The new Resolution not only ensures that the employment contract will be consistent with the original offer letter. It also ensures that the employment contract must be followed in all respects. As regards employers that maintain collateral agreements, the Resolution provides that, “No new clauses may be added to the stated contract unless they are consistent and comply with the Ministry’s legal requirements, do not conflict with other clauses of the standard contract and are approved by the Ministry.”


Of course, many employers use international employment contracts and detailed HR policies to supplement the brief standard employment contracts that are required by the Ministry of Labour. Provisions in such collateral documents that are inconsistent with the official registered contract would be unenforceable. It could now be the case that such collateral terms will be unenforceable if they are not approved in advance by the Ministry of Labour.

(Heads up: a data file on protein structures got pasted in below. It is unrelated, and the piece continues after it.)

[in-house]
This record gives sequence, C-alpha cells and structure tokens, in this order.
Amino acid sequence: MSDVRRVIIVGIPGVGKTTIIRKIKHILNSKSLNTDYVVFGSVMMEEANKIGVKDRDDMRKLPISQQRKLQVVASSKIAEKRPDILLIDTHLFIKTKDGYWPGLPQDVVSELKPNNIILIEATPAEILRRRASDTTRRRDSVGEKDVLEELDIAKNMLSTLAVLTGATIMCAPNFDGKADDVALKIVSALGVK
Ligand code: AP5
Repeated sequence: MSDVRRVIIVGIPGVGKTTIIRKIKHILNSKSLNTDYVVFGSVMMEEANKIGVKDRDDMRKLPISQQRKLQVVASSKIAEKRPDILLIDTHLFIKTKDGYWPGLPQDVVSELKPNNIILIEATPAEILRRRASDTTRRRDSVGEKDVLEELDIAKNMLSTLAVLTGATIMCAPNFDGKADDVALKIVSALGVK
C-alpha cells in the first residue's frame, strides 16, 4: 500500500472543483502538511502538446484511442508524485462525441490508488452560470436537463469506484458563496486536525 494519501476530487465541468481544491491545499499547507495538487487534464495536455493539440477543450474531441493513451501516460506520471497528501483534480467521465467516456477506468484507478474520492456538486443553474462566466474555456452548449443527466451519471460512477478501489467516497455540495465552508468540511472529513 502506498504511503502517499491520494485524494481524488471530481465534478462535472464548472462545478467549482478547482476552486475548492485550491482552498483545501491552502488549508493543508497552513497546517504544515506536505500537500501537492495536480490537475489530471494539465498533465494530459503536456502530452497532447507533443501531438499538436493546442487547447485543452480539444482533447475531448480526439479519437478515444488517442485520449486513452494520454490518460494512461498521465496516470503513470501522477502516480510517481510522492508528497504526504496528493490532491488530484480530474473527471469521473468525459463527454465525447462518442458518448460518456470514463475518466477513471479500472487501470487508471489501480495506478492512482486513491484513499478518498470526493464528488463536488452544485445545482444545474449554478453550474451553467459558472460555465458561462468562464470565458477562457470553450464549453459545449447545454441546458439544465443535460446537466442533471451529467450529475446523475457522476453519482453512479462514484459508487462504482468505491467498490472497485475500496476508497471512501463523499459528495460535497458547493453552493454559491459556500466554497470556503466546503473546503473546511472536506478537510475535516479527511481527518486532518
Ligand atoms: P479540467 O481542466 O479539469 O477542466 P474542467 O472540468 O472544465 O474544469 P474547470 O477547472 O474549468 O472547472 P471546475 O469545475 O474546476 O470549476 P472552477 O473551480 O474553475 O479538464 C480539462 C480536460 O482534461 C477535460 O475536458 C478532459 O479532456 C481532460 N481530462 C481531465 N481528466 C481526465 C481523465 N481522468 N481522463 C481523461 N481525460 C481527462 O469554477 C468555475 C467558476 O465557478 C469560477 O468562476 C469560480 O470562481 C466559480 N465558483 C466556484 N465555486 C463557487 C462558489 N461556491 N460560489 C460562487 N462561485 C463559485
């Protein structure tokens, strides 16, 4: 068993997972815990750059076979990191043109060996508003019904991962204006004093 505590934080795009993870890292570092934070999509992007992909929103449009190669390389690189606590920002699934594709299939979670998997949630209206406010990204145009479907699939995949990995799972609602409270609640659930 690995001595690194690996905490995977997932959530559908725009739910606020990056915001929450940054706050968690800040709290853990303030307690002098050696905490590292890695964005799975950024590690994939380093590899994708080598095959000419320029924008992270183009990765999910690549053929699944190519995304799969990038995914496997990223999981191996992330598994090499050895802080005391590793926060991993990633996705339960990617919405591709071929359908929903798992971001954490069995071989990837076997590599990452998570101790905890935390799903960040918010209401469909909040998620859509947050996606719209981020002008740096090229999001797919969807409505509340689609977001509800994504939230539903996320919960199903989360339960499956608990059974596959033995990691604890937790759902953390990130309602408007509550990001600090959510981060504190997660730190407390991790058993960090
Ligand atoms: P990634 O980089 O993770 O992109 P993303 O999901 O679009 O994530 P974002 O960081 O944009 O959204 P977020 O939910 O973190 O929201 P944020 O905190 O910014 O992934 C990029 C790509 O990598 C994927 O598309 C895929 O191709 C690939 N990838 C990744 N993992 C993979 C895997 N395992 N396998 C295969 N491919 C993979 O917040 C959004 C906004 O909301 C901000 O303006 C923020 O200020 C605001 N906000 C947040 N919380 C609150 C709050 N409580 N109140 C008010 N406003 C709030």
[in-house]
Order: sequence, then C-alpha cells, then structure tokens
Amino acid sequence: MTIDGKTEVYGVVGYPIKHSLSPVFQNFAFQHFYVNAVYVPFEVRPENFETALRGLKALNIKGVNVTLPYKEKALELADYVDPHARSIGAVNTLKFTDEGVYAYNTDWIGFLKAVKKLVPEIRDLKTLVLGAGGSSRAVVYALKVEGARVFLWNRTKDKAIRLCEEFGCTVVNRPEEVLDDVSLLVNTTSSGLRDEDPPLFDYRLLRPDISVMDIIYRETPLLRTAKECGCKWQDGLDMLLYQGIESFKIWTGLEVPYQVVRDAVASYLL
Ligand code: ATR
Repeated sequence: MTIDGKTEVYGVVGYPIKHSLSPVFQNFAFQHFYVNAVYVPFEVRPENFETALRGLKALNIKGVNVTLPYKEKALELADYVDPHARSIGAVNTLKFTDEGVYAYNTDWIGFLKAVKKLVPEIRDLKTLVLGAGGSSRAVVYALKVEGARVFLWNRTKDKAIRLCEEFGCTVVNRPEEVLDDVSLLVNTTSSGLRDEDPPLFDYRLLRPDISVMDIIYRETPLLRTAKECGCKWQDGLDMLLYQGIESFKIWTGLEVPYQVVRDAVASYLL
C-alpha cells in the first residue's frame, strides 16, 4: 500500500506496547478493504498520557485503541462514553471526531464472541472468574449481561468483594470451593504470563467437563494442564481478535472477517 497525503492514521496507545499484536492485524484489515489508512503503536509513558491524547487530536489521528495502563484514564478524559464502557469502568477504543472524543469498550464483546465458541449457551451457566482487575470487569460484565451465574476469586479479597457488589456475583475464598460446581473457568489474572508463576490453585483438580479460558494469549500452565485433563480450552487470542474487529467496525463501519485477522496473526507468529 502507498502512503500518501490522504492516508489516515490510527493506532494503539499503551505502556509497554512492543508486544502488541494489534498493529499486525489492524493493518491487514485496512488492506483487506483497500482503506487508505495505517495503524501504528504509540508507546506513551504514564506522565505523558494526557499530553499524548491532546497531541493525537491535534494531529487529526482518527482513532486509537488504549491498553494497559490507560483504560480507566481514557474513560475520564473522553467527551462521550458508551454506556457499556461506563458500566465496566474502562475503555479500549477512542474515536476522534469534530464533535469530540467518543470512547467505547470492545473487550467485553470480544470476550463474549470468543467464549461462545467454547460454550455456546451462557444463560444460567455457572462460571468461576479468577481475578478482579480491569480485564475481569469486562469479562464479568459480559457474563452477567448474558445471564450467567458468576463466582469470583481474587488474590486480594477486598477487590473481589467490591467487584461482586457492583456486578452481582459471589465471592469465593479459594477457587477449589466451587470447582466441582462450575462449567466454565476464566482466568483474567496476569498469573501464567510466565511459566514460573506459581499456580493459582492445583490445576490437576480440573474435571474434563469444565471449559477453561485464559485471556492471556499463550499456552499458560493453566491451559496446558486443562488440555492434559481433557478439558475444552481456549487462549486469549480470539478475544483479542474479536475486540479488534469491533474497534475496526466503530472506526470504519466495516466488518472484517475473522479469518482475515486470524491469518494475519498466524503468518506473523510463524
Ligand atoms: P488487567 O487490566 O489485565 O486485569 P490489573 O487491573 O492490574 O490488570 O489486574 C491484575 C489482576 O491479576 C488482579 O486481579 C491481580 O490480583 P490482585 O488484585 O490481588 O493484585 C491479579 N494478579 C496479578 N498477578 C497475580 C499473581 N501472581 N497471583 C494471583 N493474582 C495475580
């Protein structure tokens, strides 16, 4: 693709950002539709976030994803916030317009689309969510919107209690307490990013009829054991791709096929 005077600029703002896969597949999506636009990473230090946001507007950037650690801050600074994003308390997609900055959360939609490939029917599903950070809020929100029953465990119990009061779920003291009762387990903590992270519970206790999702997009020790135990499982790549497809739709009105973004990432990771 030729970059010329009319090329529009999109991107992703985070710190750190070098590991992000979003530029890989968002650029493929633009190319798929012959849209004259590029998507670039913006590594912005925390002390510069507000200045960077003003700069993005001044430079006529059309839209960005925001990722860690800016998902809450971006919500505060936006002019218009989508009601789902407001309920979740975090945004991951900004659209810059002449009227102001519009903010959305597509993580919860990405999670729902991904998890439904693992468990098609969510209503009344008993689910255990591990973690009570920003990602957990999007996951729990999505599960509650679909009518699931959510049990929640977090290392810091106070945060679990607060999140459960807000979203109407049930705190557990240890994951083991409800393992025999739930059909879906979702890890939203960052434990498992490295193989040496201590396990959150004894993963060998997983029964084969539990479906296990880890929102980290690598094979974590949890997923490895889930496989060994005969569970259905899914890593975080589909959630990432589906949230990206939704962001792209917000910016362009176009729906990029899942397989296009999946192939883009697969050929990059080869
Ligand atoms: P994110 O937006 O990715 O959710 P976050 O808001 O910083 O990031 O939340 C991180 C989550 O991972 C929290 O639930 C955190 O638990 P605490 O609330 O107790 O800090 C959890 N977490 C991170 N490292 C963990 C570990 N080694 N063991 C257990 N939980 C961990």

Resolutions Nos. 765 and 766 facilitate the transfer of employees within the UAE. They do this by providing, in Resolution 765, clear criteria as to when the authorities may deem an employment relationship to have ended. Ending an existing employment relationship is a pre-requisite to allowing an employee to seek work with another employer. Of course, most employment relationships end with the routine cancellation of an employee’s labour permit and residence visa, a process that is not disturbed by the new resolutions.


Specifically, Resolution No. 765 provides that the employment relationship ends if: